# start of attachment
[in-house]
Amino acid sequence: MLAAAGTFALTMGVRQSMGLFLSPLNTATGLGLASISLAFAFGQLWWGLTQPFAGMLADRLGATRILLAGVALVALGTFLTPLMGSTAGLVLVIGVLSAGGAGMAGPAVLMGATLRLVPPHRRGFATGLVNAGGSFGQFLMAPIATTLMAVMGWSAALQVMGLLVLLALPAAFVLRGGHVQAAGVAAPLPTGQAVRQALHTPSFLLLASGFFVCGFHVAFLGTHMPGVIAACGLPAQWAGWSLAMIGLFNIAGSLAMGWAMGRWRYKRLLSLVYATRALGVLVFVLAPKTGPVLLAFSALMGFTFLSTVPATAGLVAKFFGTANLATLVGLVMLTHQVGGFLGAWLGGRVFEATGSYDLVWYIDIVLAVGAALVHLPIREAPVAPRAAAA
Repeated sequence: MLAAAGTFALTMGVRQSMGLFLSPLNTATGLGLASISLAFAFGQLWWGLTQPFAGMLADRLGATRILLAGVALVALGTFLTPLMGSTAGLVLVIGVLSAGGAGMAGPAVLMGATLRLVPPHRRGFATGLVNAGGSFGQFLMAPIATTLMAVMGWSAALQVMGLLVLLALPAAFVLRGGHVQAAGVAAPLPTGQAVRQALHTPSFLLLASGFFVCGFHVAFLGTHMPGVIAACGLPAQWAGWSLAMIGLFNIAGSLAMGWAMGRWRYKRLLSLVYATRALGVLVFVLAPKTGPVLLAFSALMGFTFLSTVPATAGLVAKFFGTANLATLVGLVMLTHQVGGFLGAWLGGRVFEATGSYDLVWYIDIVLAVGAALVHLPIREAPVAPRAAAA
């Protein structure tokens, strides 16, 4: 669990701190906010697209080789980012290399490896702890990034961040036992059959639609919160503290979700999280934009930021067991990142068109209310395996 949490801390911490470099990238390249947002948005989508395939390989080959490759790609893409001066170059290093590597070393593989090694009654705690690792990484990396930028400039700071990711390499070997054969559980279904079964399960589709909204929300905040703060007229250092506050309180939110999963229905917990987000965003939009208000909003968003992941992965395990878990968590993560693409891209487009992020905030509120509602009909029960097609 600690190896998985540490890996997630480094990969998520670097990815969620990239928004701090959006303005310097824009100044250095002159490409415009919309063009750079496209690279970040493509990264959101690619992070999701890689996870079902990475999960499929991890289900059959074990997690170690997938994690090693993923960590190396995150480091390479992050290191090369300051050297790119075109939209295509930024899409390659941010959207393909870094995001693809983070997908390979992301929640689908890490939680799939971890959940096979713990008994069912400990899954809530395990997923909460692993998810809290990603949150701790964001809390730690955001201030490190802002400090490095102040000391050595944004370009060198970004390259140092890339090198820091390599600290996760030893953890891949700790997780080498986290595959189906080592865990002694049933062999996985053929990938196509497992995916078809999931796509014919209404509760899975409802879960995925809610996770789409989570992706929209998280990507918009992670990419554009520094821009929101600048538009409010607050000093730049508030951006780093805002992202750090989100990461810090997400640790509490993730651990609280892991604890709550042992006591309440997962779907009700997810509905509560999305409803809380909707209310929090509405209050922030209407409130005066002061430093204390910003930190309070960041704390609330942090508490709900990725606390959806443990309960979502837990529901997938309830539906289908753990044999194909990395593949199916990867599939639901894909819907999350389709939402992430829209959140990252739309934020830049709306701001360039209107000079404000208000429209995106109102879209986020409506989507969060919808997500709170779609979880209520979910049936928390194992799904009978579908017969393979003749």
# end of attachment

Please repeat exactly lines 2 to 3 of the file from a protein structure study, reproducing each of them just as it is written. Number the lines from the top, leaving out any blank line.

Amino acid sequence: MLAAAGTFALTMGVRQSMGLFLSPLNTATGLGLASISLAFAFGQLWWGLTQPFAGMLADRLGATRILLAGVALVALGTFLTPLMGSTAGLVLVIGVLSAGGAGMAGPAVLMGATLRLVPPHRRGFATGLVNAGGSFGQFLMAPIATTLMAVMGWSAALQVMGLLVLLALPAAFVLRGGHVQAAGVAAPLPTGQAVRQALHTPSFLLLASGFFVCGFHVAFLGTHMPGVIAACGLPAQWAGWSLAMIGLFNIAGSLAMGWAMGRWRYKRLLSLVYATRALGVLVFVLAPKTGPVLLAFSALMGFTFLSTVPATAGLVAKFFGTANLATLVGLVMLTHQVGGFLGAWLGGRVFEATGSYDLVWYIDIVLAVGAALVHLPIREAPVAPRAAAA
Repeated sequence: MLAAAGTFALTMGVRQSMGLFLSPLNTATGLGLASISLAFAFGQLWWGLTQPFAGMLADRLGATRILLAGVALVALGTFLTPLMGSTAGLVLVIGVLSAGGAGMAGPAVLMGATLRLVPPHRRGFATGLVNAGGSFGQFLMAPIATTLMAVMGWSAALQVMGLLVLLALPAAFVLRGGHVQAAGVAAPLPTGQAVRQALHTPSFLLLASGFFVCGFHVAFLGTHMPGVIAACGLPAQWAGWSLAMIGLFNIAGSLAMGWAMGRWRYKRLLSLVYATRALGVLVFVLAPKTGPVLLAFSALMGFTFLSTVPATAGLVAKFFGTANLATLVGLVMLTHQVGGFLGAWLGGRVFEATGSYDLVWYIDIVLAVGAALVHLPIREAPVAPRAAAA